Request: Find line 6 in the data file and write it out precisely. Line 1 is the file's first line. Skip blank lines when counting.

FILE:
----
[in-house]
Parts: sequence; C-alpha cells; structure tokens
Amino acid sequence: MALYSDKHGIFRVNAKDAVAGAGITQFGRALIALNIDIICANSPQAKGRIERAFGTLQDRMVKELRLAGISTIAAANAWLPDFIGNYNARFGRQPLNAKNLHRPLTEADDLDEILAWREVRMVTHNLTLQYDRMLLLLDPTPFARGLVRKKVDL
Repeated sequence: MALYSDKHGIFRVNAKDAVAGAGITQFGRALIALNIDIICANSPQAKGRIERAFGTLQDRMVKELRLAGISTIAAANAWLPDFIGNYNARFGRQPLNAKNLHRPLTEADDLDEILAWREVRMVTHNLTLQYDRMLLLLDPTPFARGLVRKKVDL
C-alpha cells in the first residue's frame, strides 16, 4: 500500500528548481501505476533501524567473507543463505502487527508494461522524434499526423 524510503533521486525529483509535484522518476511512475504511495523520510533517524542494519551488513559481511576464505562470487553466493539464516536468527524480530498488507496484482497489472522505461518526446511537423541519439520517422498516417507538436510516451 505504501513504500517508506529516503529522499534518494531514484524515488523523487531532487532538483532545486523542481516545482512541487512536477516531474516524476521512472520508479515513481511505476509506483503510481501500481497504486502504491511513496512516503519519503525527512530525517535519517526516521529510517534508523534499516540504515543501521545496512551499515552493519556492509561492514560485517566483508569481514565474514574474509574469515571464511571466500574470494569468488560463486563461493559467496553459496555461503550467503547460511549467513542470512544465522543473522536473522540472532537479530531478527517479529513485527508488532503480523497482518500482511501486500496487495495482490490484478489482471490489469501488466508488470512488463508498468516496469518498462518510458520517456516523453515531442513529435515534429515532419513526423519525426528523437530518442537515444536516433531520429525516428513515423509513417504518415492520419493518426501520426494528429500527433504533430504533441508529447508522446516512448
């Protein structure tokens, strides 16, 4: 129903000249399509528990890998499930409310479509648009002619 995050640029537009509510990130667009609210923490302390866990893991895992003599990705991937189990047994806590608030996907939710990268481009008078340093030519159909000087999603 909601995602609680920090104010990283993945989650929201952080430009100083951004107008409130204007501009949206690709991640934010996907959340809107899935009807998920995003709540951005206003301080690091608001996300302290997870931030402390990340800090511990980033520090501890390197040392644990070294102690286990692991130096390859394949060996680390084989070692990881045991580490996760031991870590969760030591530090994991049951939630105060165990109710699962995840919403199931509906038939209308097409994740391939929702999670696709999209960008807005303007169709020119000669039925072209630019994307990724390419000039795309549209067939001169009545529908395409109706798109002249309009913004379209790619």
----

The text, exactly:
């Protein structure tokens, strides 16, 4: 129903000249399509528990890998499930409310479509648009002619 995050640029537009509510990130667009609210923490302390866990893991895992003599990705991937189990047994806590608030996907939710990268481009008078340093030519159909000087999603 909601995602609680920090104010990283993945989650929201952080430009100083951004107008409130204007501009949206690709991640934010996907959340809107899935009807998920995003709540951005206003301080690091608001996300302290997870931030402390990340800090511990980033520090501890390197040392644990070294102690286990692991130096390859394949060996680390084989070692990881045991580490996760031991870590969760030591530090994991049951939630105060165990109710699962995840919403199931509906038939209308097409994740391939929702999670696709999209960008807005303007169709020119000669039925072209630019994307990724390419000039795309549209067939001169009545529908395409109706798109002249309009913004379209790619």